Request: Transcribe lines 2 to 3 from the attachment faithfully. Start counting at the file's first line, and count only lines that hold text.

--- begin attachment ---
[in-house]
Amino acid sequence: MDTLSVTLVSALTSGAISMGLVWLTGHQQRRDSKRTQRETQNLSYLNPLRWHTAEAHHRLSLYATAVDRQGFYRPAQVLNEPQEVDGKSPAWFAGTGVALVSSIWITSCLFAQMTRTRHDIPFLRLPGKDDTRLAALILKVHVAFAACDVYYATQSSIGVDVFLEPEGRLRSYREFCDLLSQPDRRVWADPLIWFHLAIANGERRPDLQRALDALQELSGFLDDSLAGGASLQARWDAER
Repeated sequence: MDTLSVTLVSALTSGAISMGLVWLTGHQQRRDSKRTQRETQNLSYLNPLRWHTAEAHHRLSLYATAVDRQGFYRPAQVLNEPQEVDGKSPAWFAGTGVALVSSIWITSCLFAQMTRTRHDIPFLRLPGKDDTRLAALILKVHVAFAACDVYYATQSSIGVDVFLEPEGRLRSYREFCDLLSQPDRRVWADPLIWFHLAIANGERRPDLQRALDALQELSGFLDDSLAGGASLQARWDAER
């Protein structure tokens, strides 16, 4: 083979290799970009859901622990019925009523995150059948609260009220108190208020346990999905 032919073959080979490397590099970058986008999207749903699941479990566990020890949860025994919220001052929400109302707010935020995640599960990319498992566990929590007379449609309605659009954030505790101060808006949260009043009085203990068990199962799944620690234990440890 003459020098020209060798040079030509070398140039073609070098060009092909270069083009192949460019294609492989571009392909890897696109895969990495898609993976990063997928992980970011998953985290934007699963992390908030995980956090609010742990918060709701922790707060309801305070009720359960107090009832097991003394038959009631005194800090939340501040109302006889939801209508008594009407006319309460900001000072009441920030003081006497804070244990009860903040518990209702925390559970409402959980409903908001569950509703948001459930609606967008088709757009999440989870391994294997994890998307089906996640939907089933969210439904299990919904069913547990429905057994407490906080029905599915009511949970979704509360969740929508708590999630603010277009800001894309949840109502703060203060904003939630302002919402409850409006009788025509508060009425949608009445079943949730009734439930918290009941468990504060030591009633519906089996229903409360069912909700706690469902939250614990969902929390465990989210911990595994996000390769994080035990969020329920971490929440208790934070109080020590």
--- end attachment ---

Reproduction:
Amino acid sequence: MDTLSVTLVSALTSGAISMGLVWLTGHQQRRDSKRTQRETQNLSYLNPLRWHTAEAHHRLSLYATAVDRQGFYRPAQVLNEPQEVDGKSPAWFAGTGVALVSSIWITSCLFAQMTRTRHDIPFLRLPGKDDTRLAALILKVHVAFAACDVYYATQSSIGVDVFLEPEGRLRSYREFCDLLSQPDRRVWADPLIWFHLAIANGERRPDLQRALDALQELSGFLDDSLAGGASLQARWDAER
Repeated sequence: MDTLSVTLVSALTSGAISMGLVWLTGHQQRRDSKRTQRETQNLSYLNPLRWHTAEAHHRLSLYATAVDRQGFYRPAQVLNEPQEVDGKSPAWFAGTGVALVSSIWITSCLFAQMTRTRHDIPFLRLPGKDDTRLAALILKVHVAFAACDVYYATQSSIGVDVFLEPEGRLRSYREFCDLLSQPDRRVWADPLIWFHLAIANGERRPDLQRALDALQELSGFLDDSLAGGASLQARWDAER